A year ago I signed with a small press to publish my debut.  I loved the acquiring editor and her “take” on my book. I felt comfortable with the owner, liked the fact that they’d do an actual print run (not just POD and E-book), that the press was run by women, and that I was free to release (and profit from) an audiobook on my own.

I was set.  March 16, 2021. Book release day.

Based on developmental comments from my editor, I spent the next nine months tearing the novel apart and putting it back together in interesting ways, totally revising the ending and layering in deeper emotional truths and complications that made the story richer and more resonant.  During that time, I also dedicated myself to building a stronger author platform. I hired a top firm to revamp my website; grew my Instagram account from 0 to 1450+ followers; hosted 25 podcasts with debut authors; retained an audiobook narrator; hired an outside publicity firm; brainstormed cover design ideas; and joined the board of Chicago Writers Association to support my regional writing community.

The path to publication is not always a smooth one.

Fast-forward to mid-July 2020 when my small press imploded.  Mass resignations, shut-down of communication, lawyers, even a Writer Beware exposé. I finally got my rights back, but I’d lost a year and was right back where I started, back in the query trenches, nowhere near the finish line. For weeks, I couldn’t get that image of  Sisyphus rolling the boulder out of my head.  After several restless nights, more than a few glasses of wine, and a screaming fit that involved throwing a few choice objects against the wall, I took a breath and assessed my situation.

The first thing I did was let myself off the hook.

I’d made a sound decision a year ago, based on the information I had. This publisher appeared stable financially, I loved my editor, and I liked the idea of being with a small press where I could be an active participant in the publication process. They were distributed by Small Press United, a reputable firm that could place my novel in bookstores. I ordered one of their published books to assess the quality, which was outstanding. I talked to three of their authors who gave them glowing reviews. I scoured the internet for any issues and turned up nothing.

I was anxious for my book to get out into the marketplace and figured this way, I’d be on the shelves within eighteen months, not languishing on the sidelines, hoping to interest an agent (by then, I’d had thirty rejections). What had happened was not in my control.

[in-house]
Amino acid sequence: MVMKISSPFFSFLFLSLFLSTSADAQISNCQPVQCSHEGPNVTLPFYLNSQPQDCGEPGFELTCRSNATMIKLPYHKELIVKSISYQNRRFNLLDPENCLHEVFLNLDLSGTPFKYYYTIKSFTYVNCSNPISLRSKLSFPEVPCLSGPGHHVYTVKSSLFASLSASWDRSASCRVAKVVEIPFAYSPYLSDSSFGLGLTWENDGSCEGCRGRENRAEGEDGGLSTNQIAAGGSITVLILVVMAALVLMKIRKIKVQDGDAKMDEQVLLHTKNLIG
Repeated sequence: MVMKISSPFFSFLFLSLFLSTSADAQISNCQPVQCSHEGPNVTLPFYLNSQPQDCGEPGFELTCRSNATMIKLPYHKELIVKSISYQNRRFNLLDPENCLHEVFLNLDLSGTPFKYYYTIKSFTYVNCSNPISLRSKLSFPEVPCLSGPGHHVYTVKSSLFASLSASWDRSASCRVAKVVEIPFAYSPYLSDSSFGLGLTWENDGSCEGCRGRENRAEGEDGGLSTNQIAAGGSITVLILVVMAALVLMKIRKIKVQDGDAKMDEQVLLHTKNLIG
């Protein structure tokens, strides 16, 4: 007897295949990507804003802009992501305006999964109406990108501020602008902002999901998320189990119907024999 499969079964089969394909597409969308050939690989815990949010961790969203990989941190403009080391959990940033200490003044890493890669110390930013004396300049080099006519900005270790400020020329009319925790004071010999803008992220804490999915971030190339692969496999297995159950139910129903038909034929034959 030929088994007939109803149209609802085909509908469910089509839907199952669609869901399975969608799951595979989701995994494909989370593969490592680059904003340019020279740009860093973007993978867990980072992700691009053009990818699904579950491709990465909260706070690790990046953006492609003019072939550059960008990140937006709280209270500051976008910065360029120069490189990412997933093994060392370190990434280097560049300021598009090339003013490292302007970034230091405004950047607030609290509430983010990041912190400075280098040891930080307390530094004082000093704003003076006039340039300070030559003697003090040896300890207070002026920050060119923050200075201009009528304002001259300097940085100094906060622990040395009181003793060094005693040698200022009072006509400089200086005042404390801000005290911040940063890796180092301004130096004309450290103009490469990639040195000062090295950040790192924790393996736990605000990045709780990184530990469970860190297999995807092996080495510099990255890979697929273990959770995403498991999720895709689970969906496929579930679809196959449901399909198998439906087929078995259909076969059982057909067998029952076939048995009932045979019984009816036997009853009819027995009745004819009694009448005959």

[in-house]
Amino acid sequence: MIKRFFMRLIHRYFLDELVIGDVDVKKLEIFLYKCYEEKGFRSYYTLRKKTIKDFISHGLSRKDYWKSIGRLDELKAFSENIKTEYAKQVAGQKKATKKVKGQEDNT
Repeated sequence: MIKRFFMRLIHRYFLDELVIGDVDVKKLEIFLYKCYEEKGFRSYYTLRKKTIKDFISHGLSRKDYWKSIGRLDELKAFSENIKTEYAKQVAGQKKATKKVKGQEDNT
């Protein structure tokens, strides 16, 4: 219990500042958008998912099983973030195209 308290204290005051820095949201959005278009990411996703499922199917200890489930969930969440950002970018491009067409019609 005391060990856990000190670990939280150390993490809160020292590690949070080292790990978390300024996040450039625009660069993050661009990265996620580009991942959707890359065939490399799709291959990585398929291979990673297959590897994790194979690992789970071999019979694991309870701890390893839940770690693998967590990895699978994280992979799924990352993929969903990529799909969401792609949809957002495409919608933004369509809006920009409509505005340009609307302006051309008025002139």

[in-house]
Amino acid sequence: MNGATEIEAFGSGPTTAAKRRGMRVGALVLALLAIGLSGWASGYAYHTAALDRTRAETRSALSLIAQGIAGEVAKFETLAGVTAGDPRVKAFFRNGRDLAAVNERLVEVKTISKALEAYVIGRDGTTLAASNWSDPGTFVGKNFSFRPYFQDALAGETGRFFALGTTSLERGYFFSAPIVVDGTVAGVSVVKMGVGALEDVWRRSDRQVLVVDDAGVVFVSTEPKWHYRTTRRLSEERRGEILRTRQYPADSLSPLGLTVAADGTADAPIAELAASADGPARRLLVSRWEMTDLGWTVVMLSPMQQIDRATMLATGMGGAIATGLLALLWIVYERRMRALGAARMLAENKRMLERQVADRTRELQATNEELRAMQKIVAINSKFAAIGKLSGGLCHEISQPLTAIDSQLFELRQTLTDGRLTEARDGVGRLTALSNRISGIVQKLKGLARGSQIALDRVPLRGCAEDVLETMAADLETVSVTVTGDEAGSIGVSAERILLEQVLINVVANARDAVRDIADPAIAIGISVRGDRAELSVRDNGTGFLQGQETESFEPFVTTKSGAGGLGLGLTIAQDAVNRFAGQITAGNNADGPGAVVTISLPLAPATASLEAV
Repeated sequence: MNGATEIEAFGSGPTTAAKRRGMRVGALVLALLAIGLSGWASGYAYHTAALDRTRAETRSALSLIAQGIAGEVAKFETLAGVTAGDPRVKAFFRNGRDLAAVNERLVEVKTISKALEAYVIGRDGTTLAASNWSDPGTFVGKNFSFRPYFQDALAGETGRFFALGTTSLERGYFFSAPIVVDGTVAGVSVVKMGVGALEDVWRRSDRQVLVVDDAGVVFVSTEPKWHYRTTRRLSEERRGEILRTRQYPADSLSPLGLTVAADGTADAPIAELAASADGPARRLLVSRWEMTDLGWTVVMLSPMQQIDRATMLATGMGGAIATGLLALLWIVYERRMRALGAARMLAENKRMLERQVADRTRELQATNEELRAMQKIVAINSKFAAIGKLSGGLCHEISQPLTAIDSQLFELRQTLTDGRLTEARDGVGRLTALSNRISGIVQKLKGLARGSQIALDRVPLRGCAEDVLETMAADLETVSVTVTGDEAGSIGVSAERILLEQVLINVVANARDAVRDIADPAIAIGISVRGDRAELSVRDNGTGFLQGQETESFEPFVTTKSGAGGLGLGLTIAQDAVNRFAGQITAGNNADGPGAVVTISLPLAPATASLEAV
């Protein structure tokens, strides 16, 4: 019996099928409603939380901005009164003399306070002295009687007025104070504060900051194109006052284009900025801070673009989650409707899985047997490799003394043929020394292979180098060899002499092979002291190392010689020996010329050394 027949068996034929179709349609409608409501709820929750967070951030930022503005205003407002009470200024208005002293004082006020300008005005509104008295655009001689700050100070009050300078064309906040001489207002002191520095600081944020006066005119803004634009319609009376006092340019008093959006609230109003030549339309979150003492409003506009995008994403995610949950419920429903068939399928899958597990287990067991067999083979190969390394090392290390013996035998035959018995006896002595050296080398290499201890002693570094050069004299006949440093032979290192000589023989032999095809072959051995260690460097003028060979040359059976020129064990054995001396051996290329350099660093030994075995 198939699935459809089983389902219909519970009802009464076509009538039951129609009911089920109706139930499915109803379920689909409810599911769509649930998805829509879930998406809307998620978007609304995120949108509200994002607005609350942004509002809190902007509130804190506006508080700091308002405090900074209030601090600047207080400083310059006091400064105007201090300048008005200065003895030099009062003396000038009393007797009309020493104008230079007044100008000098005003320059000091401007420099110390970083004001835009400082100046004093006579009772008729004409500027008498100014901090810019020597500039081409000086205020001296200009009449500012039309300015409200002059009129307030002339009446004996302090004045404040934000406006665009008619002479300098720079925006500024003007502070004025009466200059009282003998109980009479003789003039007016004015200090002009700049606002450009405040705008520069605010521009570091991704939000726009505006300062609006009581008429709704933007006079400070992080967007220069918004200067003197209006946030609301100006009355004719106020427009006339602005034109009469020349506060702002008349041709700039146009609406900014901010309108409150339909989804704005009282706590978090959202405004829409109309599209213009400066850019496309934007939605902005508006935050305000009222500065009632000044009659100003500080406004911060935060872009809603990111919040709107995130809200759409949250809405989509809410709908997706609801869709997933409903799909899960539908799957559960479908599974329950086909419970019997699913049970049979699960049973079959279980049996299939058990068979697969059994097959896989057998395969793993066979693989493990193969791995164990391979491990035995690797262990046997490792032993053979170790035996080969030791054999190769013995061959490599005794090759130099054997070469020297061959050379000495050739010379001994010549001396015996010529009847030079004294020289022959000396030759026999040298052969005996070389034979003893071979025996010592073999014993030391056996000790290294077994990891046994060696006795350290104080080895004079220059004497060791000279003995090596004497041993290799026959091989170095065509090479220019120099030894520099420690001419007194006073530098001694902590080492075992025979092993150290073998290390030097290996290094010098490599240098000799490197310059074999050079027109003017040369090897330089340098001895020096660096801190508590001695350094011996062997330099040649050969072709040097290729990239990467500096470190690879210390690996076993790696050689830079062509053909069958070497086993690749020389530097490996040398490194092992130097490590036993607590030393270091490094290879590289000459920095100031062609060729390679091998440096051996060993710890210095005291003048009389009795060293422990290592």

Then I looked for the positives.

Yes, I’d be querying again but this time, with a much stronger book.  Most of my previous rejections had been based on my novel’s ending. Now I’d rewritten those pages, coming up with a much stronger and more positive resolution. As well, I had a more robust author platform than I’d had a year ago. And finally, when I shared my story with my writing community, I was overwhelmed with the support and encouragement I received.  I realized these were people I could count on to publicize my book once I found a new home.

My situation was small potatoes compared to others.

In some ways, having this happen in the middle of a serious health crisis helped me keep perspective. My husband and I are healthy as are our young-adult kids; we both work from home; we have a stable nest-egg to fall back on; we have a nice home in a safe neighborhood and friends who keep in contact through Zoom. I’ve always been a glass half-full kind of person so complaining about this set-back was really not my style (particularly when compared to issues around systemic racism, hate-mongering, loss of jobs, and oh yes, a world-wide pandemic). But I did feel the need to tell my story because something like this can happen to anyone.  Maybe your agent can’t sell your book. Maybe your publisher puts off your pub date. Maybe your imprint goes belly-up.

If it happens to you.

Don’t think your writing career is over. It’s not.  Regroup, rethink, pull up your big girl pants and get on with finding your manuscript a new home. Start writing the next book. Submit a poem or a short story to an on-line magazine. Write a blog post. Help other writers through book reviews or critique sessions. Sign up for classes with top-tier teachers to improve your craft (there are dozens being offered free on-line this summer). Whatever it takes to reignite the creative fire in you.

Me? Instead of crossing the finish line this March, I’ll be in the middle of the race. But you know what? That can be exciting, too. Maybe I’ll land a top agent this time around.  Maybe a new imprint will take me on. Maybe I’ll find another small press that’s more stable and will welcome a manuscript which has been thoroughly vetted.

All I know for sure is, I’m committed to finishing this race.

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